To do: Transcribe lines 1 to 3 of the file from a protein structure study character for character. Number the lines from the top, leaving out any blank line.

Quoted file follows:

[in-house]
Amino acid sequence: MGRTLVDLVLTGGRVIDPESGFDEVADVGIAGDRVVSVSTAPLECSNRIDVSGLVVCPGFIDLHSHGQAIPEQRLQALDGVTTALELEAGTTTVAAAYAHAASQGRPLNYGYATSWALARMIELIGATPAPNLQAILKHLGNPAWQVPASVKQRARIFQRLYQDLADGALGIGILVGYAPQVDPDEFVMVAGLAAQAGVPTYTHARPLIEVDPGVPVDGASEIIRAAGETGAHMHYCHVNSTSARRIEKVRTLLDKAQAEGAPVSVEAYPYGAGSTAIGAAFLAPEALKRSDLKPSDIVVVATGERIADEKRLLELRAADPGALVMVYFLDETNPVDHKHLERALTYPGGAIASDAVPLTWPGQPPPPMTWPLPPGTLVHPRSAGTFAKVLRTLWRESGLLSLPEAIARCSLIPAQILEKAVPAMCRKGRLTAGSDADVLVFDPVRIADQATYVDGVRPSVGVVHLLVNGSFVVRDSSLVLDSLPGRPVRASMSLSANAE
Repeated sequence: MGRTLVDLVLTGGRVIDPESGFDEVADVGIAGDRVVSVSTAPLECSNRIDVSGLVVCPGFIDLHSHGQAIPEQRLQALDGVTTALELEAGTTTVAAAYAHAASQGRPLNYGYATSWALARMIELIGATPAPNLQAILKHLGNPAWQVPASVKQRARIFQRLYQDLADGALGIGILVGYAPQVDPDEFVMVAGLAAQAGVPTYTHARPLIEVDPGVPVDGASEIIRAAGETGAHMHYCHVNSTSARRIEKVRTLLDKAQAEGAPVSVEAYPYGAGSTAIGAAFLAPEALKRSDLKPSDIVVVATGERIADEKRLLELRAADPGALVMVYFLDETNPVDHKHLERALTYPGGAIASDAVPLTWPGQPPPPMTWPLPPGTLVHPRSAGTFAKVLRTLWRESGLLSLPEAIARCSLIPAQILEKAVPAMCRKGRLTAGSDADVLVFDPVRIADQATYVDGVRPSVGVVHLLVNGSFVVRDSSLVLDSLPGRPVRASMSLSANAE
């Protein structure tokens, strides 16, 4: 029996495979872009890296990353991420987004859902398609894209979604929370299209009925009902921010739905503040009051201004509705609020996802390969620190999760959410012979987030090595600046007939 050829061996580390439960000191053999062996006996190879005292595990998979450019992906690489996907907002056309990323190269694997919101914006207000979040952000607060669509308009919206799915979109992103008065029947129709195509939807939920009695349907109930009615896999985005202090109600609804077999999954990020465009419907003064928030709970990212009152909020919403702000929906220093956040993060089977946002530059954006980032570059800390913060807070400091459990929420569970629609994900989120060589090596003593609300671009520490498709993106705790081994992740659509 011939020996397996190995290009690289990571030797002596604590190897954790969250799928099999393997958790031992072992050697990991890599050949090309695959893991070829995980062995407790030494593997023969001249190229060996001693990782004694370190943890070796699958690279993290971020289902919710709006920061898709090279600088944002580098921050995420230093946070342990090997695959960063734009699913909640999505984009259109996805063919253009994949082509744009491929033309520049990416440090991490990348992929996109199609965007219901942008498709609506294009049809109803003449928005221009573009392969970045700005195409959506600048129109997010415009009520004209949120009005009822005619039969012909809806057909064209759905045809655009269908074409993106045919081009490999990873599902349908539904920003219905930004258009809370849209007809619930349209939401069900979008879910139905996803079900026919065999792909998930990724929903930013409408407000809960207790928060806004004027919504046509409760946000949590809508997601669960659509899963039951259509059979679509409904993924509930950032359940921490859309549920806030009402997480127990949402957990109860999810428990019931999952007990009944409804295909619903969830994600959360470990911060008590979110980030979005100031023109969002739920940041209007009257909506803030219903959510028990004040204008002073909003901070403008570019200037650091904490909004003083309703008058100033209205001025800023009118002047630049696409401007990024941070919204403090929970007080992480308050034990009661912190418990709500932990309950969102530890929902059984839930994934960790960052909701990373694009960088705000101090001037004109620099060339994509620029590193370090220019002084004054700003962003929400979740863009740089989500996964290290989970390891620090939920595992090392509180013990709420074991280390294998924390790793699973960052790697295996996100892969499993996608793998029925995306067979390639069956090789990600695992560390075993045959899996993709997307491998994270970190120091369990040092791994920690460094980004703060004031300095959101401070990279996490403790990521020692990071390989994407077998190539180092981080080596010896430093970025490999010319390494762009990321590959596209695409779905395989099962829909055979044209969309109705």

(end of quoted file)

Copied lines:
[in-house]
Amino acid sequence: MGRTLVDLVLTGGRVIDPESGFDEVADVGIAGDRVVSVSTAPLECSNRIDVSGLVVCPGFIDLHSHGQAIPEQRLQALDGVTTALELEAGTTTVAAAYAHAASQGRPLNYGYATSWALARMIELIGATPAPNLQAILKHLGNPAWQVPASVKQRARIFQRLYQDLADGALGIGILVGYAPQVDPDEFVMVAGLAAQAGVPTYTHARPLIEVDPGVPVDGASEIIRAAGETGAHMHYCHVNSTSARRIEKVRTLLDKAQAEGAPVSVEAYPYGAGSTAIGAAFLAPEALKRSDLKPSDIVVVATGERIADEKRLLELRAADPGALVMVYFLDETNPVDHKHLERALTYPGGAIASDAVPLTWPGQPPPPMTWPLPPGTLVHPRSAGTFAKVLRTLWRESGLLSLPEAIARCSLIPAQILEKAVPAMCRKGRLTAGSDADVLVFDPVRIADQATYVDGVRPSVGVVHLLVNGSFVVRDSSLVLDSLPGRPVRASMSLSANAE
Repeated sequence: MGRTLVDLVLTGGRVIDPESGFDEVADVGIAGDRVVSVSTAPLECSNRIDVSGLVVCPGFIDLHSHGQAIPEQRLQALDGVTTALELEAGTTTVAAAYAHAASQGRPLNYGYATSWALARMIELIGATPAPNLQAILKHLGNPAWQVPASVKQRARIFQRLYQDLADGALGIGILVGYAPQVDPDEFVMVAGLAAQAGVPTYTHARPLIEVDPGVPVDGASEIIRAAGETGAHMHYCHVNSTSARRIEKVRTLLDKAQAEGAPVSVEAYPYGAGSTAIGAAFLAPEALKRSDLKPSDIVVVATGERIADEKRLLELRAADPGALVMVYFLDETNPVDHKHLERALTYPGGAIASDAVPLTWPGQPPPPMTWPLPPGTLVHPRSAGTFAKVLRTLWRESGLLSLPEAIARCSLIPAQILEKAVPAMCRKGRLTAGSDADVLVFDPVRIADQATYVDGVRPSVGVVHLLVNGSFVVRDSSLVLDSLPGRPVRASMSLSANAE